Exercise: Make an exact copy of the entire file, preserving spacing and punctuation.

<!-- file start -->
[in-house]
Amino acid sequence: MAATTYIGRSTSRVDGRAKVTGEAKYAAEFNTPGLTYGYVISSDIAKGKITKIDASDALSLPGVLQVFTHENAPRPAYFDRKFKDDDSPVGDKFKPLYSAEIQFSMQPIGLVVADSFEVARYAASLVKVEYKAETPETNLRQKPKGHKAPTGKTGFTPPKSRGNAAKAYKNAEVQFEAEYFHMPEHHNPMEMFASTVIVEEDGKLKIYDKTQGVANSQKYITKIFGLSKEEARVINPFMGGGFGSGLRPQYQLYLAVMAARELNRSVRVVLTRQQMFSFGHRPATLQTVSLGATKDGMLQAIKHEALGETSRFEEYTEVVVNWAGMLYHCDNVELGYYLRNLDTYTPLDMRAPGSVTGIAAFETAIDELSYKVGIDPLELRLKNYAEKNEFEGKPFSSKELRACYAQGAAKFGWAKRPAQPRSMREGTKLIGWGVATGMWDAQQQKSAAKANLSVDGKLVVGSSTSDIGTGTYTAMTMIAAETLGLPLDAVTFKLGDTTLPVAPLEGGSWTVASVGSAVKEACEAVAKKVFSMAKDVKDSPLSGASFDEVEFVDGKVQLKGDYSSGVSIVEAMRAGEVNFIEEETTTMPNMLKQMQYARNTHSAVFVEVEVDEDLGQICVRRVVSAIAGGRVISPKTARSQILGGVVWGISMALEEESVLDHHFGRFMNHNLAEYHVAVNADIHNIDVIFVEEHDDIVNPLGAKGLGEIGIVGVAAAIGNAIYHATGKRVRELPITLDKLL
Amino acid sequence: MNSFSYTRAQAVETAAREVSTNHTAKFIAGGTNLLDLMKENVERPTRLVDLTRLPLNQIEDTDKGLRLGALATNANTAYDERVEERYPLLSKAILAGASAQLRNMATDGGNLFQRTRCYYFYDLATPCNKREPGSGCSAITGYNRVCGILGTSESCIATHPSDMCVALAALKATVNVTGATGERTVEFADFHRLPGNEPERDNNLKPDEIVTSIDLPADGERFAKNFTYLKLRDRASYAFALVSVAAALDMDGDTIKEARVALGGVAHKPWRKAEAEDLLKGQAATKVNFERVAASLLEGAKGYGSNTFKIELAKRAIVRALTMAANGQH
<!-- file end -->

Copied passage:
[in-house]
Amino acid sequence: MAATTYIGRSTSRVDGRAKVTGEAKYAAEFNTPGLTYGYVISSDIAKGKITKIDASDALSLPGVLQVFTHENAPRPAYFDRKFKDDDSPVGDKFKPLYSAEIQFSMQPIGLVVADSFEVARYAASLVKVEYKAETPETNLRQKPKGHKAPTGKTGFTPPKSRGNAAKAYKNAEVQFEAEYFHMPEHHNPMEMFASTVIVEEDGKLKIYDKTQGVANSQKYITKIFGLSKEEARVINPFMGGGFGSGLRPQYQLYLAVMAARELNRSVRVVLTRQQMFSFGHRPATLQTVSLGATKDGMLQAIKHEALGETSRFEEYTEVVVNWAGMLYHCDNVELGYYLRNLDTYTPLDMRAPGSVTGIAAFETAIDELSYKVGIDPLELRLKNYAEKNEFEGKPFSSKELRACYAQGAAKFGWAKRPAQPRSMREGTKLIGWGVATGMWDAQQQKSAAKANLSVDGKLVVGSSTSDIGTGTYTAMTMIAAETLGLPLDAVTFKLGDTTLPVAPLEGGSWTVASVGSAVKEACEAVAKKVFSMAKDVKDSPLSGASFDEVEFVDGKVQLKGDYSSGVSIVEAMRAGEVNFIEEETTTMPNMLKQMQYARNTHSAVFVEVEVDEDLGQICVRRVVSAIAGGRVISPKTARSQILGGVVWGISMALEEESVLDHHFGRFMNHNLAEYHVAVNADIHNIDVIFVEEHDDIVNPLGAKGLGEIGIVGVAAAIGNAIYHATGKRVRELPITLDKLL
Amino acid sequence: MNSFSYTRAQAVETAAREVSTNHTAKFIAGGTNLLDLMKENVERPTRLVDLTRLPLNQIEDTDKGLRLGALATNANTAYDERVEERYPLLSKAILAGASAQLRNMATDGGNLFQRTRCYYFYDLATPCNKREPGSGCSAITGYNRVCGILGTSESCIATHPSDMCVALAALKATVNVTGATGERTVEFADFHRLPGNEPERDNNLKPDEIVTSIDLPADGERFAKNFTYLKLRDRASYAFALVSVAAALDMDGDTIKEARVALGGVAHKPWRKAEAEDLLKGQAATKVNFERVAASLLEGAKGYGSNTFKIELAKRAIVRALTMAANGQH